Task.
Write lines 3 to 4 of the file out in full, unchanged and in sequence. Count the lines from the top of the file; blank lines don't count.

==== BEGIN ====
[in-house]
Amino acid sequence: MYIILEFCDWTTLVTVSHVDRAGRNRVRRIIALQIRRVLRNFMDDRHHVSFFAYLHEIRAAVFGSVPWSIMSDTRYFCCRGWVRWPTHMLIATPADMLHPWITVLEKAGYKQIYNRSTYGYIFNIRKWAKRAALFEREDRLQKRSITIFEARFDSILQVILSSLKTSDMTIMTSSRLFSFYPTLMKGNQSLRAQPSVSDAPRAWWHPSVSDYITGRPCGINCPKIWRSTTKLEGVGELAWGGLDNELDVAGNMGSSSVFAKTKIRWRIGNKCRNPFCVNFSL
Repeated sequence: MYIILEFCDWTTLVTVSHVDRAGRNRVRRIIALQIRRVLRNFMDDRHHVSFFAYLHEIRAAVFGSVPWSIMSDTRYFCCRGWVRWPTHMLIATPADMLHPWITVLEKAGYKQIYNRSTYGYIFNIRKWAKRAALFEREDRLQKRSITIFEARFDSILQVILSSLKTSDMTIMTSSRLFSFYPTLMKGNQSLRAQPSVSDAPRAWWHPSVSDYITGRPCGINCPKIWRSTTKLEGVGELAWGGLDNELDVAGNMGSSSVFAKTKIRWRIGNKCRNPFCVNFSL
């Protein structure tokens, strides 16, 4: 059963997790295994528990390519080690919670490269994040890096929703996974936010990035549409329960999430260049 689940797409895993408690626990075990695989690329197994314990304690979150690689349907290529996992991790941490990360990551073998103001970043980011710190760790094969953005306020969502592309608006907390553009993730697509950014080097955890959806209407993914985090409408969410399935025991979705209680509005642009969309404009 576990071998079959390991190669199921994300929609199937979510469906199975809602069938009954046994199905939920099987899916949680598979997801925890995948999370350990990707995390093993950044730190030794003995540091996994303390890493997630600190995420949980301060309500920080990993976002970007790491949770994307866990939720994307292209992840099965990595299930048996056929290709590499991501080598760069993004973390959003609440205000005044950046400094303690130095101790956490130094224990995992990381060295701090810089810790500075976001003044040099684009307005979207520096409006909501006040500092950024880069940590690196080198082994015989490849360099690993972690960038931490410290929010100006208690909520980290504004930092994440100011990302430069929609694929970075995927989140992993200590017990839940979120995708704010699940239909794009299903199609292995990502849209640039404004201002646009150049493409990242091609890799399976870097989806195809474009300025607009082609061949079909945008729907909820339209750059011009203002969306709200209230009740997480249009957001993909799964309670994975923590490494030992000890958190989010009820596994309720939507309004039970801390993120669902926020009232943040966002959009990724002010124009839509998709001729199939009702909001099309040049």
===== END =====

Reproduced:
Repeated sequence: MYIILEFCDWTTLVTVSHVDRAGRNRVRRIIALQIRRVLRNFMDDRHHVSFFAYLHEIRAAVFGSVPWSIMSDTRYFCCRGWVRWPTHMLIATPADMLHPWITVLEKAGYKQIYNRSTYGYIFNIRKWAKRAALFEREDRLQKRSITIFEARFDSILQVILSSLKTSDMTIMTSSRLFSFYPTLMKGNQSLRAQPSVSDAPRAWWHPSVSDYITGRPCGINCPKIWRSTTKLEGVGELAWGGLDNELDVAGNMGSSSVFAKTKIRWRIGNKCRNPFCVNFSL
């Protein structure tokens, strides 16, 4: 059963997790295994528990390519080690919670490269994040890096929703996974936010990035549409329960999430260049 689940797409895993408690626990075990695989690329197994314990304690979150690689349907290529996992991790941490990360990551073998103001970043980011710190760790094969953005306020969502592309608006907390553009993730697509950014080097955890959806209407993914985090409408969410399935025991979705209680509005642009969309404009 576990071998079959390991190669199921994300929609199937979510469906199975809602069938009954046994199905939920099987899916949680598979997801925890995948999370350990990707995390093993950044730190030794003995540091996994303390890493997630600190995420949980301060309500920080990993976002970007790491949770994307866990939720994307292209992840099965990595299930048996056929290709590499991501080598760069993004973390959003609440205000005044950046400094303690130095101790956490130094224990995992990381060295701090810089810790500075976001003044040099684009307005979207520096409006909501006040500092950024880069940590690196080198082994015989490849360099690993972690960038931490410290929010100006208690909520980290504004930092994440100011990302430069929609694929970075995927989140992993200590017990839940979120995708704010699940239909794009299903199609292995990502849209640039404004201002646009150049493409990242091609890799399976870097989806195809474009300025607009082609061949079909945008729907909820339209750059011009203002969306709200209230009740997480249009957001993909799964309670994975923590490494030992000890958190989010009820596994309720939507309004039970801390993120669902926020009232943040966002959009990724002010124009839509998709001729199939009702909001099309040049």